11. Which is worse – being “outraged” about the use of “tar baby”, or being outraged by the outrage?

    The worst is being outraged by the outrage at the outrage. That would make you a liberal bedwetter.

  12. Considering he was referring to the Big Dig, and not a person, I think it was obvious it was not intended as a racist remark. Anyone who can’t see that needs to extricate his head from the tar baby of his own backside.

  13. I’d say that it’s pointless to argue over whether or not people “should” be offended by a certain term.

    A better point might be that a community leader should know better than to use a term that will possibly offend a good number of people.

    This goes double for anybody who uses “niggardly” in conversation…you’re just trying to start trouble by making yourself a victim of PC when people who are not up on their knowledge of antiquated words naturally take offense.

  14. This goes double for anybody who uses “niggardly” in conversation…you’re just trying to start trouble by making yourself a victim of PC when people who are not up on their knowledge of antiquated words naturally take offense.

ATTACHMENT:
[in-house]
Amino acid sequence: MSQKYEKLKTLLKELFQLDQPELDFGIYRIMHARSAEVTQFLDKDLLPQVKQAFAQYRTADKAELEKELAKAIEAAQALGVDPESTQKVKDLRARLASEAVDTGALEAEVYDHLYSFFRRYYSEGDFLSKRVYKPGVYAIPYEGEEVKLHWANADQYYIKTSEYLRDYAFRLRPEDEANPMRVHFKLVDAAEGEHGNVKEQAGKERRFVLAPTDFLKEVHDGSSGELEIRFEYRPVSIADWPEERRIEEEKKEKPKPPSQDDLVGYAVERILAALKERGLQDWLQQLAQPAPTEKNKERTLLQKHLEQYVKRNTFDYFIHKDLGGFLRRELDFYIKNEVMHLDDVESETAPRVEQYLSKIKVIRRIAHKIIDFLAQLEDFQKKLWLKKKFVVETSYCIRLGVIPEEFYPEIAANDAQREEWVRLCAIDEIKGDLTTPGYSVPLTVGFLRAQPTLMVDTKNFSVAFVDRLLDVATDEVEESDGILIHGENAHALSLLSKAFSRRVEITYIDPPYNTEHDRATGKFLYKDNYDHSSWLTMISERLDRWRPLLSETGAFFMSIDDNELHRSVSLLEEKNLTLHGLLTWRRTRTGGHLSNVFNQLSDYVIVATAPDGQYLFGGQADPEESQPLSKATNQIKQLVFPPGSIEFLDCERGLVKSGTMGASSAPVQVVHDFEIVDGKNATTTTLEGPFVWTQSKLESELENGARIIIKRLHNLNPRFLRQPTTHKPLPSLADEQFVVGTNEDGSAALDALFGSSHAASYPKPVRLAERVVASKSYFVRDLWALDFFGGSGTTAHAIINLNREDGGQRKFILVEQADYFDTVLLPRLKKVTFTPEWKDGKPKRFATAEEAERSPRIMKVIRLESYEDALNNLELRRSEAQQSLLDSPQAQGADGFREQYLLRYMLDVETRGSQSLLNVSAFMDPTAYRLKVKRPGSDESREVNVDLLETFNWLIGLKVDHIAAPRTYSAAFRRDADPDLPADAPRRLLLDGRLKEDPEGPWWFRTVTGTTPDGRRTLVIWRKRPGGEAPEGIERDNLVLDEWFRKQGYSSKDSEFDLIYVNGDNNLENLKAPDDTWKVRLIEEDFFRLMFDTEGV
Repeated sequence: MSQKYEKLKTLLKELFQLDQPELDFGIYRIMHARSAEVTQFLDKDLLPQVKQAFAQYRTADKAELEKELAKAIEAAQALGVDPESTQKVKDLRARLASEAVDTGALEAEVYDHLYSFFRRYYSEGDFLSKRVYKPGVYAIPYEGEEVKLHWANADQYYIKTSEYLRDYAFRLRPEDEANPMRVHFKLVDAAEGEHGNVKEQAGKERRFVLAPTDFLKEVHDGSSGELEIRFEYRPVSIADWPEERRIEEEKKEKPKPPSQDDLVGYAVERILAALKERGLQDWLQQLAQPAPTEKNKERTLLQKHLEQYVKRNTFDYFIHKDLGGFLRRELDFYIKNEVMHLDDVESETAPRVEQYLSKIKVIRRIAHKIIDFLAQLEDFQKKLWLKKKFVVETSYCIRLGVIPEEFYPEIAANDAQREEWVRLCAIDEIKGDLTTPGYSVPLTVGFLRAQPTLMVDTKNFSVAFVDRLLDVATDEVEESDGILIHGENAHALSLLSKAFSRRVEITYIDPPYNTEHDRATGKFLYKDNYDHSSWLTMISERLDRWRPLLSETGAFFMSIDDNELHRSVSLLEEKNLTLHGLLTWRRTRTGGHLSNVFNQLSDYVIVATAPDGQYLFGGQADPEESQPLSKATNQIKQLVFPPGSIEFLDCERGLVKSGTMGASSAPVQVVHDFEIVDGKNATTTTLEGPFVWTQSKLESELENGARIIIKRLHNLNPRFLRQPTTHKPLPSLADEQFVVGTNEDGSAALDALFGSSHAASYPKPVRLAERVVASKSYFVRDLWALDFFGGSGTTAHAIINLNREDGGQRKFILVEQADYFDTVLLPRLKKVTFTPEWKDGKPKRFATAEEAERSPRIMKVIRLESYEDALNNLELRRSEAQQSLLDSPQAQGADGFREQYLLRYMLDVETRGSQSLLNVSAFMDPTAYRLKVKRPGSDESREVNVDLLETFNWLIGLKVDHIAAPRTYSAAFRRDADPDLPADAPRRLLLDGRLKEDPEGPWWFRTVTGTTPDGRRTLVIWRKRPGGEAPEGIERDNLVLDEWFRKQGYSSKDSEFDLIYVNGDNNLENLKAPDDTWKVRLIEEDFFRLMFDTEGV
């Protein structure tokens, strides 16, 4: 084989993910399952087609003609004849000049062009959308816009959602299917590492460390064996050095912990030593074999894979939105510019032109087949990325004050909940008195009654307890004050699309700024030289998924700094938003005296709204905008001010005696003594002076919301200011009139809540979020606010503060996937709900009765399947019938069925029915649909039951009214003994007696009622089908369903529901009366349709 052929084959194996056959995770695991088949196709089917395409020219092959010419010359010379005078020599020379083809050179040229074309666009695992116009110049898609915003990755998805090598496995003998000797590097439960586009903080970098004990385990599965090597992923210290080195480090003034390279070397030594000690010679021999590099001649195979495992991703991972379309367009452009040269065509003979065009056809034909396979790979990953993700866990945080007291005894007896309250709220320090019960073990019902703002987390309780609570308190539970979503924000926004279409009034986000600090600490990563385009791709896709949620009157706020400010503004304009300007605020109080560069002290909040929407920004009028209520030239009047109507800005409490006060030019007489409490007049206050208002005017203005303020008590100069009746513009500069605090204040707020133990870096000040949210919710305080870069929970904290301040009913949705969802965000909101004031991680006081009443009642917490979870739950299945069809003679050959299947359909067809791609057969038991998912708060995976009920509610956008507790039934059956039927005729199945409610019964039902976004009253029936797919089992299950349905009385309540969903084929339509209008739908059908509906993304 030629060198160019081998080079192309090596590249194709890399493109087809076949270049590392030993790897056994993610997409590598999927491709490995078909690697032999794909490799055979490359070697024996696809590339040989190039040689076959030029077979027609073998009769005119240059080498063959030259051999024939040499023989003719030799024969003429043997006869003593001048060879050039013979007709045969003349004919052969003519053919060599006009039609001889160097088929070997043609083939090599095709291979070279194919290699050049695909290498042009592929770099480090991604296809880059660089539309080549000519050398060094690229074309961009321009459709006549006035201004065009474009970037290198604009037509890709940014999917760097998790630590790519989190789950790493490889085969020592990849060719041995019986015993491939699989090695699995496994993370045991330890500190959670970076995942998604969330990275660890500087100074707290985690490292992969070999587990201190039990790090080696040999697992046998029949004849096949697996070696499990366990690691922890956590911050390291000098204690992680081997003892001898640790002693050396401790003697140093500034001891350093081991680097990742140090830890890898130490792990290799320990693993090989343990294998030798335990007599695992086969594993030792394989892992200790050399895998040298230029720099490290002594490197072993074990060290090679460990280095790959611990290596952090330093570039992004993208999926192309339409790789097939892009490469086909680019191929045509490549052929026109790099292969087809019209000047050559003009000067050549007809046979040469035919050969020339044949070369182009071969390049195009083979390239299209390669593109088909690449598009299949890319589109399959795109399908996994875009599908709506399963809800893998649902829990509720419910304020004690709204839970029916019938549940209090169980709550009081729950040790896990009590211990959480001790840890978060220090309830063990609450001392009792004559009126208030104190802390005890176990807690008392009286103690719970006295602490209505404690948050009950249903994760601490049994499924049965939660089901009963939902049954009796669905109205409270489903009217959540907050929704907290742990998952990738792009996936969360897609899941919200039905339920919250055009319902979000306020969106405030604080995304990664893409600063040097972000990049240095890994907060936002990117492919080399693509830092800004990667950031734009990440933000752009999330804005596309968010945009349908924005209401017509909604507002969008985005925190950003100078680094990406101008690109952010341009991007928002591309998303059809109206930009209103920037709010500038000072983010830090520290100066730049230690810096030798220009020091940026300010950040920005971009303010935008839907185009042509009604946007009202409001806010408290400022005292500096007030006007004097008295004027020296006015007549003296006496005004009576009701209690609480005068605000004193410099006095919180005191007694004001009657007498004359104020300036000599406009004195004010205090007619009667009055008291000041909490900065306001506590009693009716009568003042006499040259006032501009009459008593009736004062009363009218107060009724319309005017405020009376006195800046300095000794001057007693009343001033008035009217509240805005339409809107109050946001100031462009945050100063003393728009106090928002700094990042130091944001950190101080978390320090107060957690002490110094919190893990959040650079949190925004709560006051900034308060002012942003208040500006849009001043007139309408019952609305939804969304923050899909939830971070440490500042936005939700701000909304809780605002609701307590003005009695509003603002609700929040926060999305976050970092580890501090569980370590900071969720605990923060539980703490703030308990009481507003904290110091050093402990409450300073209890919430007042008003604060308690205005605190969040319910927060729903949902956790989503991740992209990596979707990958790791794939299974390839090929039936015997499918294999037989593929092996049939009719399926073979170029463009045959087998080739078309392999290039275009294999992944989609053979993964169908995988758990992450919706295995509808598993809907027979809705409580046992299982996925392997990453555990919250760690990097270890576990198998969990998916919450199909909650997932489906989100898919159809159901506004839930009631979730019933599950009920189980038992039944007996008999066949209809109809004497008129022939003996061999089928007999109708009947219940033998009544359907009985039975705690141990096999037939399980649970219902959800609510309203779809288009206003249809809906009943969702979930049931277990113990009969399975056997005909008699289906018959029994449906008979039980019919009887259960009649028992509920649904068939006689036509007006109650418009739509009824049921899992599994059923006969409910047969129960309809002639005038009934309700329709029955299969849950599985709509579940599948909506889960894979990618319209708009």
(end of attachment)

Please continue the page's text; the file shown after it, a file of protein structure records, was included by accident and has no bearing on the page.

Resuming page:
So smart people must censor their vocabularies to avoid inadvertently offending the dumbasses? Bullshit. However offended you might be by the word “niggardly,” rest assured I am twice as offended by your willful ignorance in an era where libraries and the Internet make the world’s knowledge available for free.

  15. you’re just trying to start trouble by making yourself a victim of PC when people who are not up on their knowledge of antiquated words naturally take offense.

    You hear that everybody? You have to start not using words as they are meant to be used in order to avoid “offense”. Who cares if people don’t know the word? It “sounds” offensive! How DARE you know the English language?

  16. Yeah, Romney should have just used the proper term for the Big Dig, “Mongolian Clusterfuck.”

    (Why “Mongolian”? Why not?)

  17. How DARE you know the English language?

    Your use of the drug-war-propaganda word DARE offends me deeply. Cut it out or I’ll tell Mr. Cavanaugh you’re being rude.

  18. Dan has a point. Who ever uses the word niggardly except on occasions like this? If you use an obscure, outdated word, it’s your fault if you get misinterpreted.

  19. So smart people must censor their vocabularies to avoid inadvertently offending the dumbasses? Bullshit.

    You don’t have to, no. But don’t use an antiquated word that you know many people will misinterpret and then whine about it when they do.

    I doubt any “smart” person would use that term when there are other words that mean the same thing that people are more likely to understand. Unless, of course, they want to prove what “dumbasses” their audence is for not being familiar with a word that is almost never used today.